Morosi reports the Reds, who were in the mix for Gray earlier this offseason, have “faded somewhat” given their recent additions via trade of starters Tanner Roark and Alex Wood.
Phillies not willing to go five years for Kuechel
Dec. 28: Phillies owner John Middleton famously said earlier in the offseason that the organization may be “a little stupid” in how it spends its money, bolstering the notion that Philadelphia is going all-out to land one of the two premier free agents on the market, Bryce Harper or Manny Machado. But the club could use upgrades in other areas as well, including the starting rotation.
MLB.com’s Jon Paul Morosi reports that the Phillies are pursuing free-agent lefty Dallas Keuchel, but aren’t willing to meet the former American League Cy Young Award winner’s preference for a five-year contract. Philadelphia currently has a strong one-two punch at the top of its starting rotation, with southpaw Aaron Nola and right-hander Jake Arrieta. But behind those two, there is inconsistency and limited experience in Nick Pivetta, Vince Velasquez and Zach Eflin.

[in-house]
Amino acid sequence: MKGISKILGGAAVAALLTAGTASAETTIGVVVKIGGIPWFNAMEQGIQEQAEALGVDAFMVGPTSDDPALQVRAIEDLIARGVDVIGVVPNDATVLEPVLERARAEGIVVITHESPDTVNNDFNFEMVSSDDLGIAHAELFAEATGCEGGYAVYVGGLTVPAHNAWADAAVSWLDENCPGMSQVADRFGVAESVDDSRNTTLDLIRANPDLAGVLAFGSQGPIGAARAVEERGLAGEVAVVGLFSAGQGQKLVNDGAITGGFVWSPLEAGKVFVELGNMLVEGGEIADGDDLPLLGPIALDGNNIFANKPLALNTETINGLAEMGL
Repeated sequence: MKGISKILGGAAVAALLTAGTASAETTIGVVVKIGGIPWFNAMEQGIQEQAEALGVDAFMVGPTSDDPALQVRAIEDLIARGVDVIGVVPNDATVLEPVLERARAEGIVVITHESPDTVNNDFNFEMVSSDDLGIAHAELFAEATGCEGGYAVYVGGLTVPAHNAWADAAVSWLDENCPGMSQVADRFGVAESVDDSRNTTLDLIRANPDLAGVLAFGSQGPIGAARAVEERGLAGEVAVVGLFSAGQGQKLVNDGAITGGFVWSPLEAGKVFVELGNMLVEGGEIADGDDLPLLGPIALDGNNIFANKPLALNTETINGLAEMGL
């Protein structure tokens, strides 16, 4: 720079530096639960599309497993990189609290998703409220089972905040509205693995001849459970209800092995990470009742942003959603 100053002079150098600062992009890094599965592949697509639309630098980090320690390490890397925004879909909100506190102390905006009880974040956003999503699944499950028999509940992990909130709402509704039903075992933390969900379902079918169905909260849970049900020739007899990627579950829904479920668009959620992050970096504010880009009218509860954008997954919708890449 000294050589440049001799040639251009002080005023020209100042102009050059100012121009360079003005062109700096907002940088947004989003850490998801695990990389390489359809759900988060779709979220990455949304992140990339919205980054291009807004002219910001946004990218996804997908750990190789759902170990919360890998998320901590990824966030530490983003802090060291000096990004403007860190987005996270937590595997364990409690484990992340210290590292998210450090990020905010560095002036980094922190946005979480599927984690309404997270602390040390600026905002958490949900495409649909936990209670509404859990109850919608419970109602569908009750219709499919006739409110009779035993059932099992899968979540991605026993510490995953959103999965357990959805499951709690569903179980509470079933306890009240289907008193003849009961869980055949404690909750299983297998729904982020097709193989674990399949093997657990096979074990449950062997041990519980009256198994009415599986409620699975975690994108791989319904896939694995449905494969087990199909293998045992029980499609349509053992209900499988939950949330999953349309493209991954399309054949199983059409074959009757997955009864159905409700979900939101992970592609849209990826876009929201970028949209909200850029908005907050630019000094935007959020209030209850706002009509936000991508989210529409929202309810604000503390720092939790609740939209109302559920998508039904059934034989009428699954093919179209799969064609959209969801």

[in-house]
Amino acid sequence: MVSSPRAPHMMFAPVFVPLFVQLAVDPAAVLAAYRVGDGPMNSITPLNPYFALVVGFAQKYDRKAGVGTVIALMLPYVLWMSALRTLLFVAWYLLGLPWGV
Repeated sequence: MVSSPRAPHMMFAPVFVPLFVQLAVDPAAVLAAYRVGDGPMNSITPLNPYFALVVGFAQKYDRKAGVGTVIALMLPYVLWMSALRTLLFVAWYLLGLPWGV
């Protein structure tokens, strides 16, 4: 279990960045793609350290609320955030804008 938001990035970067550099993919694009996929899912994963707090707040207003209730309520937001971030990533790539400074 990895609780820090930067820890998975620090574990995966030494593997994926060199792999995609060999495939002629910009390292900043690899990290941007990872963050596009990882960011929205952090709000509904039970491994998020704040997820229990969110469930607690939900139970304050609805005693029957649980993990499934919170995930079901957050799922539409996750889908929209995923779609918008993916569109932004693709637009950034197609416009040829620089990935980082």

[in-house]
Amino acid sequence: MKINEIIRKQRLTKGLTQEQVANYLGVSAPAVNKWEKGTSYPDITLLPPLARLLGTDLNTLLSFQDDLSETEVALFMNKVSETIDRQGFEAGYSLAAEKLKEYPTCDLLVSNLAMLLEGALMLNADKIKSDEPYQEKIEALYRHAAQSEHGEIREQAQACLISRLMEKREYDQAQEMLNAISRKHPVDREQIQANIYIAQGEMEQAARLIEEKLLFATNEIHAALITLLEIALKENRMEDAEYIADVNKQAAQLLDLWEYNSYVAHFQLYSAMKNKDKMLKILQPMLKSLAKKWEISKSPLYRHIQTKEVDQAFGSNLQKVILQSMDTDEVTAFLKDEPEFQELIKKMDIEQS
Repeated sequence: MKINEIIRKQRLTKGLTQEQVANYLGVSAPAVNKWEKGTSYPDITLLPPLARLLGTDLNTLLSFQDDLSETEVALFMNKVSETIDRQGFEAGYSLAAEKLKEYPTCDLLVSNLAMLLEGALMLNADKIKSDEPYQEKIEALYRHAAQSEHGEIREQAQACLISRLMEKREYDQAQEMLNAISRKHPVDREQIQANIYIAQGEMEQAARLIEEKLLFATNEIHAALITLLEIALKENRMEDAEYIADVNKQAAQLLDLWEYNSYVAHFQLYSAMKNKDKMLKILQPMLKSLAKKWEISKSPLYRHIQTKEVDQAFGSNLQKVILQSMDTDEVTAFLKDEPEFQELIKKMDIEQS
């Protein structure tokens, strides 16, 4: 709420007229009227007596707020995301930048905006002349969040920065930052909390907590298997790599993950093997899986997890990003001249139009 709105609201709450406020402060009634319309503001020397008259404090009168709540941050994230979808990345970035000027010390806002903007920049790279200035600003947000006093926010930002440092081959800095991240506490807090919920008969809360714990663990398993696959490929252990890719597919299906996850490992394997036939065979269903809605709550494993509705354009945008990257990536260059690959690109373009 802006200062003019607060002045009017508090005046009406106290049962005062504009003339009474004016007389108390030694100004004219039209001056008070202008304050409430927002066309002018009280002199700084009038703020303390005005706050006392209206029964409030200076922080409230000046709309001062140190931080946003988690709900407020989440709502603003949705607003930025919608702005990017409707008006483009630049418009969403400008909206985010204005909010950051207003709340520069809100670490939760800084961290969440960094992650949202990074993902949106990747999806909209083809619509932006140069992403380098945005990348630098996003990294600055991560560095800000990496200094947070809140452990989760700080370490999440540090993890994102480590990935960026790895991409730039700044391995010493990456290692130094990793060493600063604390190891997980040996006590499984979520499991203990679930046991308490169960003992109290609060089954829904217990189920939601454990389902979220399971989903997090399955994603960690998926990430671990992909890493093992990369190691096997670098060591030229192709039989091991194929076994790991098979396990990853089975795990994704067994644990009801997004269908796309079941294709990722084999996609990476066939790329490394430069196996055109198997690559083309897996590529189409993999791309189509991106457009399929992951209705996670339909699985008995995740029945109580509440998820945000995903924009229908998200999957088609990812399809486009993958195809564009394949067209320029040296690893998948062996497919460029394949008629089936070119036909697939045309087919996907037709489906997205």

Keuchel, who turns 31 on New Year’s Day, posted a 3.74 ERA over 34 starts for the Astros in 2018. He was an All-Star for the second time in his career in ’17, bouncing back from a mediocre and injury-shortened campaign the prior season by posting a 2.90 ERA over 23 starts. Since his brilliant season in ’15, when he won the Cy Young Award, Keuchel has seen his fastball velocity diminish, although his ground ball rate remains high, making him an attractive option, particularly in hitter-friendly ballparks like Citizens Bank Park.
Philadelphia is not the first team to reportedly balk at the contract length Keuchel is looking for. The Nationals and Reds also showed interest, but backed off given the five- to six-year deal Keuchel wanted.